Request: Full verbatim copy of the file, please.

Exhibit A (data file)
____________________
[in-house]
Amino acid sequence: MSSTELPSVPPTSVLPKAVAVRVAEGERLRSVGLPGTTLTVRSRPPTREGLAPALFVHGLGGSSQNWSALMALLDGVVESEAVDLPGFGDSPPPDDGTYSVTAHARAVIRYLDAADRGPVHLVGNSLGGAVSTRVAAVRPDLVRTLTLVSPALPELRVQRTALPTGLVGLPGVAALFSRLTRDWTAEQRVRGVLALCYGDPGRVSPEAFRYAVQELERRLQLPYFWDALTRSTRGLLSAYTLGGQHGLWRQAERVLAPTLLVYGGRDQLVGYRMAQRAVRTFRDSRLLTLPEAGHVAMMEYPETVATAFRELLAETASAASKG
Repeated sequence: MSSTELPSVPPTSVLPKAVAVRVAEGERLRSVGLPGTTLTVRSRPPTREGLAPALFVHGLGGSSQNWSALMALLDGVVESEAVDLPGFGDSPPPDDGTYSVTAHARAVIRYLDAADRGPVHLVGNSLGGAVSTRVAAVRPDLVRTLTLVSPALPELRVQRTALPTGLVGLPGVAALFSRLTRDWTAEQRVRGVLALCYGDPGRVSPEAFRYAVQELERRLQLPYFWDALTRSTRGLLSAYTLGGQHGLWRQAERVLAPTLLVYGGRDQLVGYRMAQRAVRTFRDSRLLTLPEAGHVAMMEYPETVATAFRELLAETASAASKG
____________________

[in-house]
Amino acid sequence: MSSTELPSVPPTSVLPKAVAVRVAEGERLRSVGLPGTTLTVRSRPPTREGLAPALFVHGLGGSSQNWSALMALLDGVVESEAVDLPGFGDSPPPDDGTYSVTAHARAVIRYLDAADRGPVHLVGNSLGGAVSTRVAAVRPDLVRTLTLVSPALPELRVQRTALPTGLVGLPGVAALFSRLTRDWTAEQRVRGVLALCYGDPGRVSPEAFRYAVQELERRLQLPYFWDALTRSTRGLLSAYTLGGQHGLWRQAERVLAPTLLVYGGRDQLVGYRMAQRAVRTFRDSRLLTLPEAGHVAMMEYPETVATAFRELLAETASAASKG
Repeated sequence: MSSTELPSVPPTSVLPKAVAVRVAEGERLRSVGLPGTTLTVRSRPPTREGLAPALFVHGLGGSSQNWSALMALLDGVVESEAVDLPGFGDSPPPDDGTYSVTAHARAVIRYLDAADRGPVHLVGNSLGGAVSTRVAAVRPDLVRTLTLVSPALPELRVQRTALPTGLVGLPGVAALFSRLTRDWTAEQRVRGVLALCYGDPGRVSPEAFRYAVQELERRLQLPYFWDALTRSTRGLLSAYTLGGQHGLWRQAERVLAPTLLVYGGRDQLVGYRMAQRAVRTFRDSRLLTLPEAGHVAMMEYPETVATAFRELLAETASAASKG